For many people, leaving home and venturing off to new lands is the impetus for living a life of passion. For David Pinto, a Jamaican ceramic artist, it was the other way around.
Pinto, who was born in Jamaica, left home for his studies both in England and the U.S. at the prestigious Rhode Island School of Design (RISD). After completing his training and working with ceramic artists in New York City, Pinto decided it was time to bring his talents home. He left NYC and spent several months in Japan honing in on his style as a ceramacist before settling back into life in Jamaica.
With the encouragement of what he calls his “clay family,” (a community of ceramicists), Pinto opened a studio in 1992 in Trelawny—after a long process of trial and error, with “an emphasis on the error.” Nearly 25 year later, Pinto’s Cockpit County studio, Jamaica Clay, is still open for business.
Over the years, he has solidified his reputation as a one-of-a-kind artist with unique work. Pinto creates incredibly intricate, large-scale sculptures and functional pottery (plates, pots, drink vessels, light fixtures). He also offers classes and intensive workshops for those who have an interest in the art form or simply looking for something different while on vacation.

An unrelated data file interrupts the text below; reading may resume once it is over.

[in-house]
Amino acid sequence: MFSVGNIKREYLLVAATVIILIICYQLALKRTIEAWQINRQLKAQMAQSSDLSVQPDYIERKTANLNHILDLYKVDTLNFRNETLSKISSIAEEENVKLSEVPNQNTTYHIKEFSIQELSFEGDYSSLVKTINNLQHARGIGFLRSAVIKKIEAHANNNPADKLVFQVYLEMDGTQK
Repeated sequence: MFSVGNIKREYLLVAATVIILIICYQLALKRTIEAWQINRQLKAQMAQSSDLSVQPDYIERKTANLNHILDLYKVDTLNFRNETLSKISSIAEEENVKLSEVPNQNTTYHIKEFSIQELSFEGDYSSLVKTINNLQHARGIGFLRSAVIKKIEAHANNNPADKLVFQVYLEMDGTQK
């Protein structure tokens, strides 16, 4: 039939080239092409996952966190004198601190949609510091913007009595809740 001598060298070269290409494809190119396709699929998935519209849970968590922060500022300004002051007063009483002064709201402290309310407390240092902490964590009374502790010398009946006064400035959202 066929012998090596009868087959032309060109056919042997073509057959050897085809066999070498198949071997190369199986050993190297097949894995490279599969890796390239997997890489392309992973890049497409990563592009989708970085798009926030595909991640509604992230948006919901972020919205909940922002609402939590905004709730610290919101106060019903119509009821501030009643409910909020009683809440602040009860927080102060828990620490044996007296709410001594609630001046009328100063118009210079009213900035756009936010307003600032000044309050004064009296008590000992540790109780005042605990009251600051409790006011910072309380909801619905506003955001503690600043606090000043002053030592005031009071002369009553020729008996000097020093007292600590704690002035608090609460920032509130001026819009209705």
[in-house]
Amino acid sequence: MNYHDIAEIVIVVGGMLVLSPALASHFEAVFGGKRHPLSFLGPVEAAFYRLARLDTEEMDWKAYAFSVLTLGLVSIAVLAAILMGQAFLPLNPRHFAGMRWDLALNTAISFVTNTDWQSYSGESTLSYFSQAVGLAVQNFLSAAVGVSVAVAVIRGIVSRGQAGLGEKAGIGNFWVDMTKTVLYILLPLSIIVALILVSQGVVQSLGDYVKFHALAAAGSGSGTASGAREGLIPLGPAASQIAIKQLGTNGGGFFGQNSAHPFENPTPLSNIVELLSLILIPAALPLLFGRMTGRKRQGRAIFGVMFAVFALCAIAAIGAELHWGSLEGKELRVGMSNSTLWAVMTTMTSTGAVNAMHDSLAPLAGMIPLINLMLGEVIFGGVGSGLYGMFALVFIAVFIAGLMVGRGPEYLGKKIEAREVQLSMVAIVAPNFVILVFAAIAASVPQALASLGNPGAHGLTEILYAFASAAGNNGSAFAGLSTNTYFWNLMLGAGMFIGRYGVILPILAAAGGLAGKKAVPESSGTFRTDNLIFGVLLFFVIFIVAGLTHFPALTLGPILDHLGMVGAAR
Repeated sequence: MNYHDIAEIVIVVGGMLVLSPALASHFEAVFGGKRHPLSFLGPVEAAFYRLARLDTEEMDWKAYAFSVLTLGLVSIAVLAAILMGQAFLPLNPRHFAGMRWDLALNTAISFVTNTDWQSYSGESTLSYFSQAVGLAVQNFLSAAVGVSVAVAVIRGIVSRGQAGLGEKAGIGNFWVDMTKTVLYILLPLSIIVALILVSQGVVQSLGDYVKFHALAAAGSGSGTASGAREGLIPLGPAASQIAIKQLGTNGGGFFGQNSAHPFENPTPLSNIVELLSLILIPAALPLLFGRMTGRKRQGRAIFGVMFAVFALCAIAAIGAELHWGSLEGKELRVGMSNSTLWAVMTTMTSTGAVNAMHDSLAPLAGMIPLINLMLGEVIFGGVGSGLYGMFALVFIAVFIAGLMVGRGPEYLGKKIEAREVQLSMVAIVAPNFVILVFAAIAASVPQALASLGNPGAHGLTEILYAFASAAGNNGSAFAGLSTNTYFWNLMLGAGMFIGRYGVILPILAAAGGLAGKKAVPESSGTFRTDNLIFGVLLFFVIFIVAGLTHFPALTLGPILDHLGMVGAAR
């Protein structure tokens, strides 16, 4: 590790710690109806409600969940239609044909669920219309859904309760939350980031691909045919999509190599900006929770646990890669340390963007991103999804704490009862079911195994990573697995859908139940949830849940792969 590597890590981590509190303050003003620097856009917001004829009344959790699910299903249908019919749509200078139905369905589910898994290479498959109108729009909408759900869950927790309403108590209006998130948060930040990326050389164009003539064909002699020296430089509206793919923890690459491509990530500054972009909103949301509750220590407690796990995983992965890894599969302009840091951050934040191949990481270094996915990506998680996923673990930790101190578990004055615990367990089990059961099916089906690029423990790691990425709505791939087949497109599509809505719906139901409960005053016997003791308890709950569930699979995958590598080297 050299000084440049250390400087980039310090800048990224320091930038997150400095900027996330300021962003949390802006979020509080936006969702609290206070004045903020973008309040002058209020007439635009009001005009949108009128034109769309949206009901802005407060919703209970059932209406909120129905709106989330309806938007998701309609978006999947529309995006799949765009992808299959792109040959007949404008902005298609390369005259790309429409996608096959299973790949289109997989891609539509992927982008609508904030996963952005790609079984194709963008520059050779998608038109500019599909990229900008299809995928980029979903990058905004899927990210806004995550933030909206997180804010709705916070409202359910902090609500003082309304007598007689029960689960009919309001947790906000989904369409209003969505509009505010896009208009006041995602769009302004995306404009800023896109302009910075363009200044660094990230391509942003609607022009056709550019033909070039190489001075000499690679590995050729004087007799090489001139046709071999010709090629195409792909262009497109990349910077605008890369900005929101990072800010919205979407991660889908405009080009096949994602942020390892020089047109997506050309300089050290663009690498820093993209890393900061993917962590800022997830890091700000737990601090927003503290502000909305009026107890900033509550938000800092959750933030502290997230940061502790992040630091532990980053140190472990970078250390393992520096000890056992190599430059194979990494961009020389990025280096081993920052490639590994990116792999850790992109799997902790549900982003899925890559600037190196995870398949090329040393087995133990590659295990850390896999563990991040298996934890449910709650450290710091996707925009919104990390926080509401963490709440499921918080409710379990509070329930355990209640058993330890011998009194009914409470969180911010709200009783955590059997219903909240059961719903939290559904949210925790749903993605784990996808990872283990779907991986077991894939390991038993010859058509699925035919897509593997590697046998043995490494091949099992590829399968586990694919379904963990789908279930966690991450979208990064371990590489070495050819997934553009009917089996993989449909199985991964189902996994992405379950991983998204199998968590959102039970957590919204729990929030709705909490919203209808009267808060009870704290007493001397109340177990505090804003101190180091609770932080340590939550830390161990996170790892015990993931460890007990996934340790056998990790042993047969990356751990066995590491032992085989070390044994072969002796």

Pinto recently opened his studio to Outpostings for a tour. Join us as we take a look around.
Pinto on opening his studio in Jamaica: “I had no idea what I was doing. I asked my friends in the industry a lot of questions, ordered piles of supplies and brought them down to Jamaica. It was a lot of trial and error, emphasis on the error. We made lots of mistakes, but it was great journey.”
Inside Jamaica Clay studio, where Pinto does most of his creating. Pinto has pieces that are a part of the permanent collection of The National Gallery of Jamaica.
Pinto shows one of his studio’s five kilns, the furnaces used for burning, baking or drying ceramic pieces.
Pinto’s larger scale sculptures.
Pinto is known around the island for his beautiful ceramic pottery, which can be purchased on-site in his studio.
To learn more about Pinto’s studio, visit www.jamaicanclay.com